A Florida high school’s solution: a four-year maintenance program for students
With the aviation industry in the grip of a shortage of both pilots and maintenance technicians, officials at Seminole County Public Schools (SCPS) in Sanford, Florida, are preparing students for these in-demand jobs.
The Aviation Maintenance Academy offers SCPS students a chance to learn about aviation before leaving high school. While the academy focuses on fixed-wing aviation, it could serve as a model for the helicopter industry. ROTOR spoke to Jason Wysong, executive director of Education Pathways and Strategic Partnerships for SCPS, for insight on the program.
Why start the academy?
Wysong: The Orlando-Sanford International Airport (KSFB) is an important pillar of the Seminole County economy. In June 2017, meetings with leaders from the airport authority and its anchor business partners clearly established a local need to improve the talent pipeline into the aviation industry.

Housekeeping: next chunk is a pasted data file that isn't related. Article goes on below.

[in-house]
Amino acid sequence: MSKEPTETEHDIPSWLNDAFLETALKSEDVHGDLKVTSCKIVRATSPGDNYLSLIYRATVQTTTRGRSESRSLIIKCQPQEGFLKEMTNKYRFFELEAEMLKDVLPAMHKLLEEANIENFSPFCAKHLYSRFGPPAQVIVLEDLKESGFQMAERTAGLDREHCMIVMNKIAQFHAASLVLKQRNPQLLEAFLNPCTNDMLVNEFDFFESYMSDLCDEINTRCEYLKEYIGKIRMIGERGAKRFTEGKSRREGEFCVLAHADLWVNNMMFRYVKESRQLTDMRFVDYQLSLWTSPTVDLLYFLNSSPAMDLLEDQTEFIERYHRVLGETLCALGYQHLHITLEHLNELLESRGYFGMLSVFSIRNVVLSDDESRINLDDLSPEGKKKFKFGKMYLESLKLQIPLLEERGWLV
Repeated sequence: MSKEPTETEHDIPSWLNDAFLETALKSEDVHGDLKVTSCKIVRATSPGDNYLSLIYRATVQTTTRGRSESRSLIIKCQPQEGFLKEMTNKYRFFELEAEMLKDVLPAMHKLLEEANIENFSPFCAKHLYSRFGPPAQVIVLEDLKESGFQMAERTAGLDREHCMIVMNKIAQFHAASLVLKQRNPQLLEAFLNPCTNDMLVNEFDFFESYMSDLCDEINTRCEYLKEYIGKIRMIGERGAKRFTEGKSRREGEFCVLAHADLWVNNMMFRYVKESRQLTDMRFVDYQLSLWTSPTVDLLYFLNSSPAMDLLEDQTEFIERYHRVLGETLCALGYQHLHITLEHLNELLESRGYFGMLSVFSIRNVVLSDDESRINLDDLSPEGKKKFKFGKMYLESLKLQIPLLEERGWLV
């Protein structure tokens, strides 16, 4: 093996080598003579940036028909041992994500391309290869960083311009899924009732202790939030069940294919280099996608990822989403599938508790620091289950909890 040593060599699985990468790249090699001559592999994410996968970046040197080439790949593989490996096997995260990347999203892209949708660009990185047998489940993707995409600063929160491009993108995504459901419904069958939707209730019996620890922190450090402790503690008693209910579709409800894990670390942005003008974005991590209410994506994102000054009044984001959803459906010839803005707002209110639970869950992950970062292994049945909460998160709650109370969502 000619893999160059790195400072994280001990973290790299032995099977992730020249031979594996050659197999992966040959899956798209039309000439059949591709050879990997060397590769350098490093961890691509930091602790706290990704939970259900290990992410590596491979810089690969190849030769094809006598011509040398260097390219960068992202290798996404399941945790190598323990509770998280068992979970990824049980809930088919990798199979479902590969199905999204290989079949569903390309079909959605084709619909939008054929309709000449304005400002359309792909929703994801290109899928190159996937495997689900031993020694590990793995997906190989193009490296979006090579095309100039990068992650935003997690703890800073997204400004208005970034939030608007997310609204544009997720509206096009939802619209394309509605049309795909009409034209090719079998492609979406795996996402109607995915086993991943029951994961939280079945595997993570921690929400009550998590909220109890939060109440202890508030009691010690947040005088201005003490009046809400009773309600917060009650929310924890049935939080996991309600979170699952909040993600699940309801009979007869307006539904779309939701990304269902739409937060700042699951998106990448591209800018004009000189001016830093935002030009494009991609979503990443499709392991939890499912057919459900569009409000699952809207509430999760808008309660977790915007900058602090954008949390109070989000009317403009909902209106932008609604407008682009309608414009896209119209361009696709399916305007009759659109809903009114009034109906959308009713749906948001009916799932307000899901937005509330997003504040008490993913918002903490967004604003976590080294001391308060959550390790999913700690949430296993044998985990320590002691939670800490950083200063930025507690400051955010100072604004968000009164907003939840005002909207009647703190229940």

As a gauge of student and community interest in aviation, the stakeholders partnered to host Aviation Day at the airport on December 9, 2017. The goal for this event was to expose students and parents to different career pathways available within the aviation industry. The event was open to SCPS students and families in grades 4–12, and estimated attendance was more than 2,500. Due to overwhelmingly positive feedback, the steering committee is planning for future annual events.
After nearly three years of research, construction, and procurement, the Aviation Maintenance Academy at Seminole High School began in August 2018 as one of four programs in the school’s new Career Education Building. The high school is located just 4 miles from the airport, so departing and arriving aircraft are regularly visible in the skies above the campus.